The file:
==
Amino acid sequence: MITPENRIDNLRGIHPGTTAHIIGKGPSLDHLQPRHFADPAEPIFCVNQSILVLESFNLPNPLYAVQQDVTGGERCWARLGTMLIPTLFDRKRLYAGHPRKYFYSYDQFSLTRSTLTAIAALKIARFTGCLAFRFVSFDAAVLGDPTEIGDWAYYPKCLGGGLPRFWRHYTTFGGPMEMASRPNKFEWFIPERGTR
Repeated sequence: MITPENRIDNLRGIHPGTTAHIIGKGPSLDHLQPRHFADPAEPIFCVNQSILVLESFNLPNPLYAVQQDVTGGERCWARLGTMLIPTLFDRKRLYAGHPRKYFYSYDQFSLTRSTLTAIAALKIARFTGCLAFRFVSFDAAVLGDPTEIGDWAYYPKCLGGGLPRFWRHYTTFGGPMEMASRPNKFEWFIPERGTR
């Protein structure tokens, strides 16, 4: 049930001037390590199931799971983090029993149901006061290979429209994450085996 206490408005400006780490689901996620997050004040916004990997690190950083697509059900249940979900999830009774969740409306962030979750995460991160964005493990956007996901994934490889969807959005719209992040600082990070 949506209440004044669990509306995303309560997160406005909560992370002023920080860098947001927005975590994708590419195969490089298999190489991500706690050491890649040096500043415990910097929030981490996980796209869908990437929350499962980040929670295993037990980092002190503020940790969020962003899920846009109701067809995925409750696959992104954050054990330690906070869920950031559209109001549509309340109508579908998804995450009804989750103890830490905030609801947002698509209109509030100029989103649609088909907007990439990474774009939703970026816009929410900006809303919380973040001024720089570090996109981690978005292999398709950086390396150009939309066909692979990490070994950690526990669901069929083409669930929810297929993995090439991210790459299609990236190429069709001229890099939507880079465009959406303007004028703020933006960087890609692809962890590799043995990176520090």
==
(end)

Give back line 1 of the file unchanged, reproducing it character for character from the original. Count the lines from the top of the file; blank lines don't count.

Amino acid sequence: MITPENRIDNLRGIHPGTTAHIIGKGPSLDHLQPRHFADPAEPIFCVNQSILVLESFNLPNPLYAVQQDVTGGERCWARLGTMLIPTLFDRKRLYAGHPRKYFYSYDQFSLTRSTLTAIAALKIARFTGCLAFRFVSFDAAVLGDPTEIGDWAYYPKCLGGGLPRFWRHYTTFGGPMEMASRPNKFEWFIPERGTR